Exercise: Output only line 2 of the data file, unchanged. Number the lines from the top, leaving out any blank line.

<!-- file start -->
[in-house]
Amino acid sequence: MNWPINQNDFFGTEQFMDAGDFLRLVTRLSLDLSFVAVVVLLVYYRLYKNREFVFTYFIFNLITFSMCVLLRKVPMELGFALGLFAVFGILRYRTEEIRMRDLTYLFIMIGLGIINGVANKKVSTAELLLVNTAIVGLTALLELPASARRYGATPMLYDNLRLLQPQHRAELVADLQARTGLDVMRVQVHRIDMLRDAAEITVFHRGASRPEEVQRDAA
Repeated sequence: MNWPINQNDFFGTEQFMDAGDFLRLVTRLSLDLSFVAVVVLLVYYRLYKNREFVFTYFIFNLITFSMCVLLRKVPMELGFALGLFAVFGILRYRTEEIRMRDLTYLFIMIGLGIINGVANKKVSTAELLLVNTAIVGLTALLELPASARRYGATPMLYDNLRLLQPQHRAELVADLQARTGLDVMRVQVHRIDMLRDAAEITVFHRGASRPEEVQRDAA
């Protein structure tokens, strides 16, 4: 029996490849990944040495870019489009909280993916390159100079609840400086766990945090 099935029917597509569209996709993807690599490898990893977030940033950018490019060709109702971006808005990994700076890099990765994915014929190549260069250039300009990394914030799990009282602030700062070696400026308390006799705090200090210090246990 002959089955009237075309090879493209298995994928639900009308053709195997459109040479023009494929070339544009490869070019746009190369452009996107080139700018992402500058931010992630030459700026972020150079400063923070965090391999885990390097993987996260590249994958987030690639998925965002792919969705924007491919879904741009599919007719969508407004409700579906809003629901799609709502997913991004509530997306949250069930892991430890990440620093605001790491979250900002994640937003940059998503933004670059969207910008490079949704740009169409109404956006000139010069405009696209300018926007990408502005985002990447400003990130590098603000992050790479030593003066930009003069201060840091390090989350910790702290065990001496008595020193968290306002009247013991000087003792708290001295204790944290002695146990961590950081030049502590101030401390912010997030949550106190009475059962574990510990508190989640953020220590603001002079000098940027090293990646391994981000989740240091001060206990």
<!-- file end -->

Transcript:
Amino acid sequence: MNWPINQNDFFGTEQFMDAGDFLRLVTRLSLDLSFVAVVVLLVYYRLYKNREFVFTYFIFNLITFSMCVLLRKVPMELGFALGLFAVFGILRYRTEEIRMRDLTYLFIMIGLGIINGVANKKVSTAELLLVNTAIVGLTALLELPASARRYGATPMLYDNLRLLQPQHRAELVADLQARTGLDVMRVQVHRIDMLRDAAEITVFHRGASRPEEVQRDAA